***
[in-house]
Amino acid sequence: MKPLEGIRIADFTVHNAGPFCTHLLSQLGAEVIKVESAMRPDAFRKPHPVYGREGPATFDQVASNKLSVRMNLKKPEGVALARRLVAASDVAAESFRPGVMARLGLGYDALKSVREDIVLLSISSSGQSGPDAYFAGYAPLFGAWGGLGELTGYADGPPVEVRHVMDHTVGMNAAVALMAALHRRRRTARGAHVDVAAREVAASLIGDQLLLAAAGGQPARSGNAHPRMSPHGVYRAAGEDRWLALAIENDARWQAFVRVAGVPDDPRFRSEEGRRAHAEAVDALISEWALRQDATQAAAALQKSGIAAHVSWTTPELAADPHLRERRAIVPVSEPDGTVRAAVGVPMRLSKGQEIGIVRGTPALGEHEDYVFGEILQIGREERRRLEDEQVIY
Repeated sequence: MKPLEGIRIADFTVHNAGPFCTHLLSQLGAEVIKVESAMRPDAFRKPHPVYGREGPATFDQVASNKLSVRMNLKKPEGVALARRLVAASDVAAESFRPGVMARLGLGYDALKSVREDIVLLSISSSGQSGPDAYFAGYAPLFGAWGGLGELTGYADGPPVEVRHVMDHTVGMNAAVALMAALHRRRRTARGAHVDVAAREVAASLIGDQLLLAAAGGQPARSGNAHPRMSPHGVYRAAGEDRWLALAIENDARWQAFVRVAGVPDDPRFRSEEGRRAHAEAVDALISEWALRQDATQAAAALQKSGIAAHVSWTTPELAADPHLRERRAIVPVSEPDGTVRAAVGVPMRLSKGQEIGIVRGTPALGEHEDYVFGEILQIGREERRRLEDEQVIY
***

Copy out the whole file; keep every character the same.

[in-house]
Amino acid sequence: MKPLEGIRIADFTVHNAGPFCTHLLSQLGAEVIKVESAMRPDAFRKPHPVYGREGPATFDQVASNKLSVRMNLKKPEGVALARRLVAASDVAAESFRPGVMARLGLGYDALKSVREDIVLLSISSSGQSGPDAYFAGYAPLFGAWGGLGELTGYADGPPVEVRHVMDHTVGMNAAVALMAALHRRRRTARGAHVDVAAREVAASLIGDQLLLAAAGGQPARSGNAHPRMSPHGVYRAAGEDRWLALAIENDARWQAFVRVAGVPDDPRFRSEEGRRAHAEAVDALISEWALRQDATQAAAALQKSGIAAHVSWTTPELAADPHLRERRAIVPVSEPDGTVRAAVGVPMRLSKGQEIGIVRGTPALGEHEDYVFGEILQIGREERRRLEDEQVIY
Repeated sequence: MKPLEGIRIADFTVHNAGPFCTHLLSQLGAEVIKVESAMRPDAFRKPHPVYGREGPATFDQVASNKLSVRMNLKKPEGVALARRLVAASDVAAESFRPGVMARLGLGYDALKSVREDIVLLSISSSGQSGPDAYFAGYAPLFGAWGGLGELTGYADGPPVEVRHVMDHTVGMNAAVALMAALHRRRRTARGAHVDVAAREVAASLIGDQLLLAAAGGQPARSGNAHPRMSPHGVYRAAGEDRWLALAIENDARWQAFVRVAGVPDDPRFRSEEGRRAHAEAVDALISEWALRQDATQAAAALQKSGIAAHVSWTTPELAADPHLRERRAIVPVSEPDGTVRAAVGVPMRLSKGQEIGIVRGTPALGEHEDYVFGEILQIGREERRRLEDEQVIY